Swine flu worries deepened across Asia on Friday as the virus appeared to spread from crew to passengers on a cruise ship off Australia, and China reported its first suspected case of local transmission.
The 2,000-passenger ship was diverted to a port in Queensland after the liner's owner said up to five passengers were suspected of being infected after an outbreak among the crew. The five will be tested.
"We are being extremely cautious in our testing arrangements for anybody who presents themselves with flu-like symptoms," P&O Cruises spokeswoman Ann Sherry told reporters.
The Pacific Dawn cut short a voyage on Australia's Great Barrier Reef after three crew members were confirmed Thursday to have the new and potentially fatal virus. P&O said all three had been aboard the same ship on a South Pacific cruise last week in which dozens of passengers were infected.
The cruise began in Sydney on Monday with the passengers unaware that scores of passengers from the previous cruise who had disembarked that day had flu symptoms.
"Our biggest problem is that we should never have left Sydney," former passenger Bevan Wagstaff told Ten Network television news on Friday in Queensland. Wagstaff and his wife were taken to shore late Thursday with their daughter, who needed treatment for a broken arm.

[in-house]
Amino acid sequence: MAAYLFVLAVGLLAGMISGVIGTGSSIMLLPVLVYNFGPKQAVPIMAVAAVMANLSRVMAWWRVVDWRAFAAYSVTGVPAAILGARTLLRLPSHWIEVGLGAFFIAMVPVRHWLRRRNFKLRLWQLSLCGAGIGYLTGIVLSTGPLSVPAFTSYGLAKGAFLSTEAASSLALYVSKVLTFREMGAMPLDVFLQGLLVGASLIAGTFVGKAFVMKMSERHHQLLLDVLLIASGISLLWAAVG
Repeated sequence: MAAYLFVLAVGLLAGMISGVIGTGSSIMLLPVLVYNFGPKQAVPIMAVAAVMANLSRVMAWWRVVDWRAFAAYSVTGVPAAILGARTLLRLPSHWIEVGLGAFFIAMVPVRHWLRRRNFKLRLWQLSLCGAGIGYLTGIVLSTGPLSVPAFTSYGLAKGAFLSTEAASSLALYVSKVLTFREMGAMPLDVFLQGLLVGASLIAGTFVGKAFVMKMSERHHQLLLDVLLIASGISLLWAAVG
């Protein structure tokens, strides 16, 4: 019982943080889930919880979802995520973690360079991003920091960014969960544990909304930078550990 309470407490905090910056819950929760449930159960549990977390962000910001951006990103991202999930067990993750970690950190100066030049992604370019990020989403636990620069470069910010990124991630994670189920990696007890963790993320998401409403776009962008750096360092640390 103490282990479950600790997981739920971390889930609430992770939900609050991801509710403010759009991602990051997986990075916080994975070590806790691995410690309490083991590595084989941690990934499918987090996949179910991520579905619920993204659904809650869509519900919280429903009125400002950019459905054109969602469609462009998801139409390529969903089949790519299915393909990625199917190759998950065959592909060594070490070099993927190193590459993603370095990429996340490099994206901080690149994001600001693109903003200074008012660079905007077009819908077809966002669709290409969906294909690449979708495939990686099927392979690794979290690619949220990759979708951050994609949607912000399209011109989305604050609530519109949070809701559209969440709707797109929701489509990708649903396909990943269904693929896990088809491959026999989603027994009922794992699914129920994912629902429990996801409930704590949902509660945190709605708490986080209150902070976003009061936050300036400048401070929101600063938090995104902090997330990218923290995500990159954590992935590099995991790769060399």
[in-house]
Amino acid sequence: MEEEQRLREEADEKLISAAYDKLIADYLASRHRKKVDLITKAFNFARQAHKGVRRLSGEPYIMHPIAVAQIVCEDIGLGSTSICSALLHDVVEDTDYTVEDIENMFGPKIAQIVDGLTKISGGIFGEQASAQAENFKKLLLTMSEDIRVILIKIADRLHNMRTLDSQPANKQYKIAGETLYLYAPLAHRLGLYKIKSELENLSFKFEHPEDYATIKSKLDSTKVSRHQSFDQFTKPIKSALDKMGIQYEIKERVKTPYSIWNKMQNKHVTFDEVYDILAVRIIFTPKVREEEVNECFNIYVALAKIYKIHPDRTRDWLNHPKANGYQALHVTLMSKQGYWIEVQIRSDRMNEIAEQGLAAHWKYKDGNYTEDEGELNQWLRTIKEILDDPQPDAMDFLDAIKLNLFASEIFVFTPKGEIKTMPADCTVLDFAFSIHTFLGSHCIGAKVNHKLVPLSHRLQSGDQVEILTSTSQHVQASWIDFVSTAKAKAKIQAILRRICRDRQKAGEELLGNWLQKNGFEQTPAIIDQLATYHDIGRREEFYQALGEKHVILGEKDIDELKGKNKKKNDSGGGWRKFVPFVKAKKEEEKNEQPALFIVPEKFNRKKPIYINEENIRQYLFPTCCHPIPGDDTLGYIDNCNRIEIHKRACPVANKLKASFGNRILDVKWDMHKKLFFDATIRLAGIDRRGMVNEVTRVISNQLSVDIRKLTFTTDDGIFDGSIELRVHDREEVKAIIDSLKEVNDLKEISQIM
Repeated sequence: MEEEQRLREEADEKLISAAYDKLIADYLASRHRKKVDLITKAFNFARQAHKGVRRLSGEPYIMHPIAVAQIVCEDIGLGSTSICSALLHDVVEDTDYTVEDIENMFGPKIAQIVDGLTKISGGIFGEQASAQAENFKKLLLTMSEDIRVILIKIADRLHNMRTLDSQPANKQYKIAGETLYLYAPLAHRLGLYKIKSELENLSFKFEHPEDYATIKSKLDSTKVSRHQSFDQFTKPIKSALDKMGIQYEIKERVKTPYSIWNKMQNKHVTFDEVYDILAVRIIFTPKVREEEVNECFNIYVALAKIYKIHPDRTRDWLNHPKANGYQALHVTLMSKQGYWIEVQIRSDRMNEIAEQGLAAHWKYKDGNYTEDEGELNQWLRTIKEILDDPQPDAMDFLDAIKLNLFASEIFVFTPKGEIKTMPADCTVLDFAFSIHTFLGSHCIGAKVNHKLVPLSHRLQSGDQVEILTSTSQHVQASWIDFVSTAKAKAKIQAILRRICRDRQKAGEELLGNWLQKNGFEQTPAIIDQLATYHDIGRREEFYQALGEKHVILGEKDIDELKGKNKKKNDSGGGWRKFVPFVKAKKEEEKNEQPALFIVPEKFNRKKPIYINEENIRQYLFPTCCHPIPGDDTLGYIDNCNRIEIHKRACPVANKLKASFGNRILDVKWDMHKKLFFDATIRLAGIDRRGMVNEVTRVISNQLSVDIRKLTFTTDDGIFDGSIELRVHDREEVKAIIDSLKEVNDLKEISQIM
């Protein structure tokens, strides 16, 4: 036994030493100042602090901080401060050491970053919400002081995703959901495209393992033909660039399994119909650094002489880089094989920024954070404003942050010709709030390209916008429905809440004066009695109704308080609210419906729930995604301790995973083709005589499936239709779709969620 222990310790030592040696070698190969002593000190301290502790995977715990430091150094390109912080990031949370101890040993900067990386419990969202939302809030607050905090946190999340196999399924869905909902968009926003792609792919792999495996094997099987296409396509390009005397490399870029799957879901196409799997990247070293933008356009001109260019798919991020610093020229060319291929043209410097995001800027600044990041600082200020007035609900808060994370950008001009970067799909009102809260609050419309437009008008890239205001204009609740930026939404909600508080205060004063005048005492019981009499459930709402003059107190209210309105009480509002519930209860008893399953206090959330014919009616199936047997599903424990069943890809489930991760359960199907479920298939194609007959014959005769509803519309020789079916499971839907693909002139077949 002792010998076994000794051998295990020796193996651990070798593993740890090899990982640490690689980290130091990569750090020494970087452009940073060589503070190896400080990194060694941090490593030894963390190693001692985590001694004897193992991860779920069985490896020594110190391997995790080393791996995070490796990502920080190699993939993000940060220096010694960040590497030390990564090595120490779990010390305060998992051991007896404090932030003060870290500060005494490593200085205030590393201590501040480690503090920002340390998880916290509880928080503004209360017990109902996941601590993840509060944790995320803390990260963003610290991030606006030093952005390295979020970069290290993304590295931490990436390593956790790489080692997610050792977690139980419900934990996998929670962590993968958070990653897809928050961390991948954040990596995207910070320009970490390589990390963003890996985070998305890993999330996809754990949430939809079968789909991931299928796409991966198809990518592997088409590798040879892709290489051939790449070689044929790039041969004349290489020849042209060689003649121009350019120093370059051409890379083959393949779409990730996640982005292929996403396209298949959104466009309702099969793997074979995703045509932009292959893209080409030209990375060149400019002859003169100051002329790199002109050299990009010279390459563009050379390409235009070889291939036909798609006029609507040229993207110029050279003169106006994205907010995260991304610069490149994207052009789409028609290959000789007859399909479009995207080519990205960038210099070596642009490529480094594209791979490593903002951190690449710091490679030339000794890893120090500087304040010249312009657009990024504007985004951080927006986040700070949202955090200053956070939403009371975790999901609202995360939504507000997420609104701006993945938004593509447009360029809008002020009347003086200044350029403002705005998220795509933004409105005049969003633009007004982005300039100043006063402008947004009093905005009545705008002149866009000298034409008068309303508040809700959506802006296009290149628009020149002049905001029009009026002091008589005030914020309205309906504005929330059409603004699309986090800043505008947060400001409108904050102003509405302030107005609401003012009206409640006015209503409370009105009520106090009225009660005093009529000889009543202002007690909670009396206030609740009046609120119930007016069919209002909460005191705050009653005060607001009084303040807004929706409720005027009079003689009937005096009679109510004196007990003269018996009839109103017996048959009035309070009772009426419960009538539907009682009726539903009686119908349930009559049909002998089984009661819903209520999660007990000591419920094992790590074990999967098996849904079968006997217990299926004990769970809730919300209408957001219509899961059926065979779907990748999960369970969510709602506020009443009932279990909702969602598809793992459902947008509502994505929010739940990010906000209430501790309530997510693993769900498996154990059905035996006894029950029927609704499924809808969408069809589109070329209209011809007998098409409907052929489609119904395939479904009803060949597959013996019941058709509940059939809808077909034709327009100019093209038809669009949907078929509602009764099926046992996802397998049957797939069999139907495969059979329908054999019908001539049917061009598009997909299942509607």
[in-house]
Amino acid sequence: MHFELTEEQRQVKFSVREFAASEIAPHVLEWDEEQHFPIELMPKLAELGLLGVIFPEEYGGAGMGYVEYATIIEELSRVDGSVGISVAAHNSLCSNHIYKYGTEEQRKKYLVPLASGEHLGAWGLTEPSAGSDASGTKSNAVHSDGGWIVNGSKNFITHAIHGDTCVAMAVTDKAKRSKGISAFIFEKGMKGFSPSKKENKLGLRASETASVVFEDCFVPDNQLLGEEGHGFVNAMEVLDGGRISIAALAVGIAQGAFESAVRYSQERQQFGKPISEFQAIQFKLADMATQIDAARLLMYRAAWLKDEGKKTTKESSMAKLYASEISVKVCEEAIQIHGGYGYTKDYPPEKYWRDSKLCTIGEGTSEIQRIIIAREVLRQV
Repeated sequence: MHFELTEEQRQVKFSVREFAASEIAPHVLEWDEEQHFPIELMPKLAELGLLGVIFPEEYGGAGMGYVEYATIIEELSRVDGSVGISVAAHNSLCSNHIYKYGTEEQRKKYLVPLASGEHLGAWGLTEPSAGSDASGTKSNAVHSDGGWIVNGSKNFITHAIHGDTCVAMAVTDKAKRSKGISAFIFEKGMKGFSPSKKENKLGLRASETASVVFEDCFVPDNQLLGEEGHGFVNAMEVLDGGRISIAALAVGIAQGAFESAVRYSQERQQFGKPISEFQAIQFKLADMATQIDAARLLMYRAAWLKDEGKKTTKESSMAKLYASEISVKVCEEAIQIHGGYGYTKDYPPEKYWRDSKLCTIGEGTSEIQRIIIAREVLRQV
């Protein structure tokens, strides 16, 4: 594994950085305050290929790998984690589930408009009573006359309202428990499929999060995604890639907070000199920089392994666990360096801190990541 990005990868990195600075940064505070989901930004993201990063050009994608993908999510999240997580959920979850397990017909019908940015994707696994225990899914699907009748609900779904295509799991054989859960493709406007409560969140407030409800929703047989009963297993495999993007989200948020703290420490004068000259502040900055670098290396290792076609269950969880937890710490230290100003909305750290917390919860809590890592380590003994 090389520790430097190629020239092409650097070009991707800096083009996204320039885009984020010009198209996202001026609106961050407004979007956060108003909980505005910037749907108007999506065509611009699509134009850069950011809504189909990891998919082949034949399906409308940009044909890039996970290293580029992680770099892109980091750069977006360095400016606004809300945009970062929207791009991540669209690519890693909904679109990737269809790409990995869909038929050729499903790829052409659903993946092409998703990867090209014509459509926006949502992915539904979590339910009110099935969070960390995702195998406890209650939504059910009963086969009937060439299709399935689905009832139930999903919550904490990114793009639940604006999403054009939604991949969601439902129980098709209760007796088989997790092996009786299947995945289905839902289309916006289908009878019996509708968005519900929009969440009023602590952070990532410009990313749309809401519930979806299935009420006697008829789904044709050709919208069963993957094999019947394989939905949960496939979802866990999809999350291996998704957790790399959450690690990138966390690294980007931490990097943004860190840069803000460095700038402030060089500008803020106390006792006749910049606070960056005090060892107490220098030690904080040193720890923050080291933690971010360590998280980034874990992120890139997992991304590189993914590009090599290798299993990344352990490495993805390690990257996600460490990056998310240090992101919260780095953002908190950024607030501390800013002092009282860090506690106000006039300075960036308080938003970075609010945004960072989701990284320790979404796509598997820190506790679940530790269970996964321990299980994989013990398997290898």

In Sydney, a New Zealand couple who caught swine flu on the previous cruise were evicted from a hotel after their infections were confirmed.
Health authorities had told passengers from outside Sydney to isolate themselves in hotels for a week rather than travel home and risk infecting others. But Sydney hotels now fear their presence is harming business.
"We're not expected to house people who subsequently show that they've got the disease and we're not expected to be hospitals," Australian Hotels Association chief executive Bill Healey told reporters.
The couple left with masked health officials, who relocated them, and did not speak to the media.
Australia's count of confirmed cases jumped by 60 on Friday to 207.
China, meanwhile, said it suspects the virus has been transmitted within the country for the first time.
A 24-year-old woman in the southern city of Guangzhou tested positive Thursday after developing a fever, the Chinese Health Ministry said on its Web site.
Before the latest case, there had been 13 confirmed cases of swine flu in mainland China as of Thursday. All caught the flu overseas.
Singapore's health ministry late Thursday said three more people there have contracted swine flu, a day after announcing the country's first case.
The Philippines announced Friday four more cases, bringing the nation's total to 14.